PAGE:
11:52 AM
Mar 15, 2018
 |  BC Innovations  |  Tools & Techniques

Shared burden

How test developers are seeking harmony for tumor mutational burden assays

Having learned their lesson with PD-L1, companies are collaborating on assay standards for tumor mutation burden -- a likely contender for the next major biomarker in immuno-oncology. A Friends of Cancer Research-led consortium of pharmas and diagnostics companies is driving the charge and plans to publish a white paper with its recommendations this year.

The coalition has been gathering members and momentum since it began meeting in September to create a framework for comparing tests on tumor mutation burden (TMB).

So far, discussions have included representatives from Friends, FDA, six test developers and six pharmas -- AstraZeneca plc, Bristol-Myers Squibb Co., the Genentech Inc. unit of Roche, the EMD Serono Inc. subsidiary of Merck KGaA, Merck & Co. Inc. and Pfizer Inc.

The partners are aiming to avoid the problems created for drug developers by the lack of harmony over assays for PD-L1. Four immunohistochemistry (IHC) assays, each with its own scoring algorithm and method of measuring cells, were used to support trials for at least five Phase III mAbs against PD-1 or PD-L1. That has made it nearly impossible to compare results across the class and determine what level of PD-L1 expression predicts patient benefit.

In 2015, a group of 10 companies, regulatory agencies and cancer associations launched the Blueprint Project to compare PD-L1 assays, standardize scoring and recommend best practices. The project published the first phase of its analysis last year in the Journal of Thoracic Oncology.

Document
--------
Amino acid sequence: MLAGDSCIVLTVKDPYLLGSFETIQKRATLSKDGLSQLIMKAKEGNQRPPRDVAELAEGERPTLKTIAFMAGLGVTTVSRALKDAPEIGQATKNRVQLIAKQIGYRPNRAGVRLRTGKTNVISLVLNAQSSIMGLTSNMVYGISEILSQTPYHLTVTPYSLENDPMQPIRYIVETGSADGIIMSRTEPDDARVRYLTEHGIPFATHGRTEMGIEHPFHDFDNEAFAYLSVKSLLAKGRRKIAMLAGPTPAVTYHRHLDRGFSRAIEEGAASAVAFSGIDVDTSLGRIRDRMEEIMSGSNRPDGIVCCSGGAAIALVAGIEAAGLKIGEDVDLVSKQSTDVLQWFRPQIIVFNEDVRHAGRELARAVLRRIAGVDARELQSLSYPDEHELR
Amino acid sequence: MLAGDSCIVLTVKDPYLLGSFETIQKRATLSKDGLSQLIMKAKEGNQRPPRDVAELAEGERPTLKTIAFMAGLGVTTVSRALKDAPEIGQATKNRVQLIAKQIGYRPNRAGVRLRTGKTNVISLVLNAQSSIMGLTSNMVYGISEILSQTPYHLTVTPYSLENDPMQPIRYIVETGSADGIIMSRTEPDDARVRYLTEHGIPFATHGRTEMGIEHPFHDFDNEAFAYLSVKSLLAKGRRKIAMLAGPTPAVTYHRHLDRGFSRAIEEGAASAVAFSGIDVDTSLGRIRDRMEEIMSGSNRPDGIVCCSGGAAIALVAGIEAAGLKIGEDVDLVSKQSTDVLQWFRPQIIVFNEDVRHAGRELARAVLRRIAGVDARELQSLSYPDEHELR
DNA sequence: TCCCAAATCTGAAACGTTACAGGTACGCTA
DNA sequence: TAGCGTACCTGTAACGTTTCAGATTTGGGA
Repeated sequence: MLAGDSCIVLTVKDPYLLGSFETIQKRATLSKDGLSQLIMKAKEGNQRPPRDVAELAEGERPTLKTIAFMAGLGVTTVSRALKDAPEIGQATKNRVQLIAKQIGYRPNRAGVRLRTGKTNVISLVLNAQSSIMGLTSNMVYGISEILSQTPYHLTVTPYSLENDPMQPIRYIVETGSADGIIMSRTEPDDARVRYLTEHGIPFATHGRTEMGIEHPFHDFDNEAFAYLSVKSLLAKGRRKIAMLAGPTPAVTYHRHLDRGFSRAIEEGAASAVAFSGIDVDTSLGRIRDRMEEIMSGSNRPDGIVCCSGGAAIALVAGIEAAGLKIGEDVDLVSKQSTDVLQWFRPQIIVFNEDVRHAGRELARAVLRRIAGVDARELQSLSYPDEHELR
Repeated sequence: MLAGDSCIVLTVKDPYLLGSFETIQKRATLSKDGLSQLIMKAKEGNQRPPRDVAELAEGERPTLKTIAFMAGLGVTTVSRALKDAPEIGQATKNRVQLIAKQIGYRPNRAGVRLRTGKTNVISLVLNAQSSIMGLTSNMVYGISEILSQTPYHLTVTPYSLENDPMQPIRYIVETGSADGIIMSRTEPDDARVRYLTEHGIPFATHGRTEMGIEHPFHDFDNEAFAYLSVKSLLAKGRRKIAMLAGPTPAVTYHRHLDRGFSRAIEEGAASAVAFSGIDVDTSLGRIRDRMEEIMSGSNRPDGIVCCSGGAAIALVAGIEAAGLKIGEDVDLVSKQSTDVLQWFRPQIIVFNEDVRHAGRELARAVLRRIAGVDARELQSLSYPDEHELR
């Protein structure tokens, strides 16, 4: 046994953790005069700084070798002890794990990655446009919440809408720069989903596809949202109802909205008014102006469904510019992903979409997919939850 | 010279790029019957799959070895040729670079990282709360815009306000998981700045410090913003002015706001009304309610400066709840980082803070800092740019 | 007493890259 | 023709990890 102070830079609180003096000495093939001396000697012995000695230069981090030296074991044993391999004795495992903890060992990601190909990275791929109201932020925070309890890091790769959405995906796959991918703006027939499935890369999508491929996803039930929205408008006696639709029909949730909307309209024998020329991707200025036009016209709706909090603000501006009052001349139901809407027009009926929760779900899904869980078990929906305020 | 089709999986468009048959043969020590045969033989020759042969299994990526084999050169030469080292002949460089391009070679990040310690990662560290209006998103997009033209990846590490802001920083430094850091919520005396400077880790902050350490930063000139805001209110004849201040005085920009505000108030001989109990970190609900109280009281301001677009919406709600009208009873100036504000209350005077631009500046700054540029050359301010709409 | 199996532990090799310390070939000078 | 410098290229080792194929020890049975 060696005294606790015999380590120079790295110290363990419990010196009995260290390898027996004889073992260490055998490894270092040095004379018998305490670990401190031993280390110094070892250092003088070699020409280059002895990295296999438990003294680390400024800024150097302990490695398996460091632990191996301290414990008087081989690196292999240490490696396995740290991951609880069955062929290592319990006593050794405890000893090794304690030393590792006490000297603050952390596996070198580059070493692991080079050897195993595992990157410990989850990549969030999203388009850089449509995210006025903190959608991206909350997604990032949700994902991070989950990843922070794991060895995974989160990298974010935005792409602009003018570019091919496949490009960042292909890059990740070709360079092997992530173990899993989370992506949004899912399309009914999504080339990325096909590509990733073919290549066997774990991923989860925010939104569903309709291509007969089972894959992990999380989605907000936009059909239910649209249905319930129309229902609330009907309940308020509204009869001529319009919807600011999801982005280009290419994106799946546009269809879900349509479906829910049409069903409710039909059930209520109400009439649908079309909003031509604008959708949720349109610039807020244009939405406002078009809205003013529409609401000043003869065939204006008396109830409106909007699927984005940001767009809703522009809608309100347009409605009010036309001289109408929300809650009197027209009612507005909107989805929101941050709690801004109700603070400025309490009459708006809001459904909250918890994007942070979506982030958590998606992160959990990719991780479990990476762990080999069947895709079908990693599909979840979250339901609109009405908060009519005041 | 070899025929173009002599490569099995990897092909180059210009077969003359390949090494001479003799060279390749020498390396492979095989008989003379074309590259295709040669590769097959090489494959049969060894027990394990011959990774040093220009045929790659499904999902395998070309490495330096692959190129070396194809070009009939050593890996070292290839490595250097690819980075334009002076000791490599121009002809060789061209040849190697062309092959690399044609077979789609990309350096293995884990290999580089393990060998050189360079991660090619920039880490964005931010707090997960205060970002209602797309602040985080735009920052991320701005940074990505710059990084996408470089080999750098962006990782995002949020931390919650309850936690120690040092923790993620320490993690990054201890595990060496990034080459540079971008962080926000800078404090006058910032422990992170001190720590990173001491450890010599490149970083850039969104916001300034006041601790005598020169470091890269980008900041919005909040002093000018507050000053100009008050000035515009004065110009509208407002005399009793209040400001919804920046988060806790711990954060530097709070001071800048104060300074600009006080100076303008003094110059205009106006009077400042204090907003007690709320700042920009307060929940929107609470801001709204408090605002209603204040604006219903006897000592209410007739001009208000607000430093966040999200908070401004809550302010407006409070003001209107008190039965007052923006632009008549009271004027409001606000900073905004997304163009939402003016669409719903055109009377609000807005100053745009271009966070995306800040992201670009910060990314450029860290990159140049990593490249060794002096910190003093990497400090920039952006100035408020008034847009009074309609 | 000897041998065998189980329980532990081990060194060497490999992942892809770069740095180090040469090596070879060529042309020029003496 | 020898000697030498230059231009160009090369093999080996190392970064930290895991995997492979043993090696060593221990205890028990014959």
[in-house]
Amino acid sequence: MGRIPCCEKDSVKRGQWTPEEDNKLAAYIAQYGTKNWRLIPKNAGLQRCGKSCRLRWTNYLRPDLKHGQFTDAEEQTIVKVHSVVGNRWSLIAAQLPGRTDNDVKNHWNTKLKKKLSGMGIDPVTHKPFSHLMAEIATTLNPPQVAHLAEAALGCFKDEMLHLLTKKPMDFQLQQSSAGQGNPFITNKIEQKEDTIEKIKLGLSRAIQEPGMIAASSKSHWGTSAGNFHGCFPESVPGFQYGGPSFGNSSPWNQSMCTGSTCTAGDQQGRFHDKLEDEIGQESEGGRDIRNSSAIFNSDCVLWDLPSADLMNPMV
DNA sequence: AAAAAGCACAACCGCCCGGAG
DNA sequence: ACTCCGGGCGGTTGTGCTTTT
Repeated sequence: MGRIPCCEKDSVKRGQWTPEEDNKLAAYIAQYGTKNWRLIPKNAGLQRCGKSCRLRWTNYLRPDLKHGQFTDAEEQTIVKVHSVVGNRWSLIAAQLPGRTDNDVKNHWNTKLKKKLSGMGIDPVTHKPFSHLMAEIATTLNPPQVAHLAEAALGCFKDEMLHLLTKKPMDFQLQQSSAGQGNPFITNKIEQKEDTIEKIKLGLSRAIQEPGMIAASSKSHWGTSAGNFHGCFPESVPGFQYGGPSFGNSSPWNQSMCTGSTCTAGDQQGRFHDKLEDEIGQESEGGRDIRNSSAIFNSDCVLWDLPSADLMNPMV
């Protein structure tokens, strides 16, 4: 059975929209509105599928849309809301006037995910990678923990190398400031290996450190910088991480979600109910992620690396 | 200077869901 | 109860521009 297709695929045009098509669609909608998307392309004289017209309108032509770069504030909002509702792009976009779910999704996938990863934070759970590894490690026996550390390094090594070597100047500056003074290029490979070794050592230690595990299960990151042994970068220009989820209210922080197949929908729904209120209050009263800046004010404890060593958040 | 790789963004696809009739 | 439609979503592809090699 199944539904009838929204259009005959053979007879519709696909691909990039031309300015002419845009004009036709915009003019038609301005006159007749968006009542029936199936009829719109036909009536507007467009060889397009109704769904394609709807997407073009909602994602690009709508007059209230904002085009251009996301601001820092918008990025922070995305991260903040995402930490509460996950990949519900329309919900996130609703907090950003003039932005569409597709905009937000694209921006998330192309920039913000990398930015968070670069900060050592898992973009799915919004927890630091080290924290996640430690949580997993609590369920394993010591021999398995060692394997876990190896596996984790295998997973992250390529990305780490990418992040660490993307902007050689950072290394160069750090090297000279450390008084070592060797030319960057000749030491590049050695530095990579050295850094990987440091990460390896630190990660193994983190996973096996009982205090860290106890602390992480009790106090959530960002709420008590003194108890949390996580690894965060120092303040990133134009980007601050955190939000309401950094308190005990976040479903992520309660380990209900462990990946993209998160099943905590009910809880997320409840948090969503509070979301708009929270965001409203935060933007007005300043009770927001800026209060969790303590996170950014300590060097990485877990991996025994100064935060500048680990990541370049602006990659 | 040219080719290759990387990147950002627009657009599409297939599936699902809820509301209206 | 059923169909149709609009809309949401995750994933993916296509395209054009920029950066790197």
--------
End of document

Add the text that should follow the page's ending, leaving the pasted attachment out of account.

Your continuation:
Since TMB could upstage PD-1/PD-L1 for stratifying patients in cancer immunology, stakeholders are pooling heads now to define common assay parameters for the new biomarker.

“We saw this play out with the PD-L1 IHC story, and we wanted to get ahead of the problem,” said David Fabrizio, leader of cancer immunotherapy at Foundation Medicine Inc., a member of the consortium.

Evidence has been growing in the literature that TMB, a sign of how immunogenic a tumor is, could be a better predictor than PD-L1 of how a patient will respond to an immunotherapy.

BMS acted on that evidence, opting to switch from PD-L1 status to TMB level for a subset of patients in its Phase III CheckMate -227 trial. On Feb. 5, BMS announced Opdivo nivolumab plus Yervoy ipilimumab met the progression-free survival (PFS) endpoint vs. chemotherapy in first-line non-small cell lung cancer (NSCLC) patients with high TMB.

The decision followed BMS’s 2016 high profile Phase III miss in CheckMate -026. In that trial, Opdivo monotherapy missed the endpoint of improving PFS vs. chemotherapy in first-line NSCLC patients whose tumors expressed PD-L1 at ≥5%. Post-hoc whole exome sequencing suggested the compound would have met in TMB-high patients.

TMB is a measure of the number of somatic mutations in a tumor genome, which correlates with the number of neoantigens on tumor cell surfaces. Because T cells recognize neoantigens, which are not found in normal cells, the more neoantigens are present, the higher the likelihood and potential potency of a T cell-mediated antitumor response.

“I think the jury is still out from a prospective perspective, but there...

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